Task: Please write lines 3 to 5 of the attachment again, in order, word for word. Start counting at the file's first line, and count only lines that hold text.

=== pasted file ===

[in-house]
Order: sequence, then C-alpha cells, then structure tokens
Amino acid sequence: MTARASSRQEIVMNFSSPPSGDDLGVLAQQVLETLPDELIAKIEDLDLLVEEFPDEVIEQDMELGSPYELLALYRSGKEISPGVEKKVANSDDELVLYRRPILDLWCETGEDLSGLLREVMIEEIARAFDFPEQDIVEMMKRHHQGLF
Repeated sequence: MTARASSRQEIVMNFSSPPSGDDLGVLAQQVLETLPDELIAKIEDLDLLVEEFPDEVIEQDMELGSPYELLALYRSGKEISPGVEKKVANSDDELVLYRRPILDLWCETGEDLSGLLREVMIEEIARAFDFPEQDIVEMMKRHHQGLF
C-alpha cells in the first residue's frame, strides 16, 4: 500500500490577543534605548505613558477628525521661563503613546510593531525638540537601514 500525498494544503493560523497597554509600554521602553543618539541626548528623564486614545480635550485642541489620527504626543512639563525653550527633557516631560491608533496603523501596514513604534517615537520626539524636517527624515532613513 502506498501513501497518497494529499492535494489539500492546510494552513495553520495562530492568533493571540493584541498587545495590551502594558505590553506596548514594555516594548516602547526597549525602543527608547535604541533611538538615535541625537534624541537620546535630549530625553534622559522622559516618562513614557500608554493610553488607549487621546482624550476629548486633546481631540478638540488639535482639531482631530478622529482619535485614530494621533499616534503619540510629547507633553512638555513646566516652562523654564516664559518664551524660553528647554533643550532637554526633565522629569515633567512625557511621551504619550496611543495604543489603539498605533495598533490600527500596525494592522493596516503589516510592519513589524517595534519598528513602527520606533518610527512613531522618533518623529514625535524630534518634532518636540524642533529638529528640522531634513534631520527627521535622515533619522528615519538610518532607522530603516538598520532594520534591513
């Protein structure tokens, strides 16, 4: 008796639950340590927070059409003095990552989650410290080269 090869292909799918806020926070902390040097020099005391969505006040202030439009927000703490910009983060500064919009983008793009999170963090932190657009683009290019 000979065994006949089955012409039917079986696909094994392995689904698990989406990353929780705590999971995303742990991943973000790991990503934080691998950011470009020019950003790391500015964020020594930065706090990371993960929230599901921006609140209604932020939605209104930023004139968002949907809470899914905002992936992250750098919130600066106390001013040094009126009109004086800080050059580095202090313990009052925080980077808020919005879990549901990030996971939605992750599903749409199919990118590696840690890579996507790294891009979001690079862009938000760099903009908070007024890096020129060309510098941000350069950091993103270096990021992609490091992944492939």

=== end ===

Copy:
Amino acid sequence: MTARASSRQEIVMNFSSPPSGDDLGVLAQQVLETLPDELIAKIEDLDLLVEEFPDEVIEQDMELGSPYELLALYRSGKEISPGVEKKVANSDDELVLYRRPILDLWCETGEDLSGLLREVMIEEIARAFDFPEQDIVEMMKRHHQGLF
Repeated sequence: MTARASSRQEIVMNFSSPPSGDDLGVLAQQVLETLPDELIAKIEDLDLLVEEFPDEVIEQDMELGSPYELLALYRSGKEISPGVEKKVANSDDELVLYRRPILDLWCETGEDLSGLLREVMIEEIARAFDFPEQDIVEMMKRHHQGLF
C-alpha cells in the first residue's frame, strides 16, 4: 500500500490577543534605548505613558477628525521661563503613546510593531525638540537601514 500525498494544503493560523497597554509600554521602553543618539541626548528623564486614545480635550485642541489620527504626543512639563525653550527633557516631560491608533496603523501596514513604534517615537520626539524636517527624515532613513 502506498501513501497518497494529499492535494489539500492546510494552513495553520495562530492568533493571540493584541498587545495590551502594558505590553506596548514594555516594548516602547526597549525602543527608547535604541533611538538615535541625537534624541537620546535630549530625553534622559522622559516618562513614557500608554493610553488607549487621546482624550476629548486633546481631540478638540488639535482639531482631530478622529482619535485614530494621533499616534503619540510629547507633553512638555513646566516652562523654564516664559518664551524660553528647554533643550532637554526633565522629569515633567512625557511621551504619550496611543495604543489603539498605533495598533490600527500596525494592522493596516503589516510592519513589524517595534519598528513602527520606533518610527512613531522618533518623529514625535524630534518634532518636540524642533529638529528640522531634513534631520527627521535622515533619522528615519538610518532607522530603516538598520532594520534591513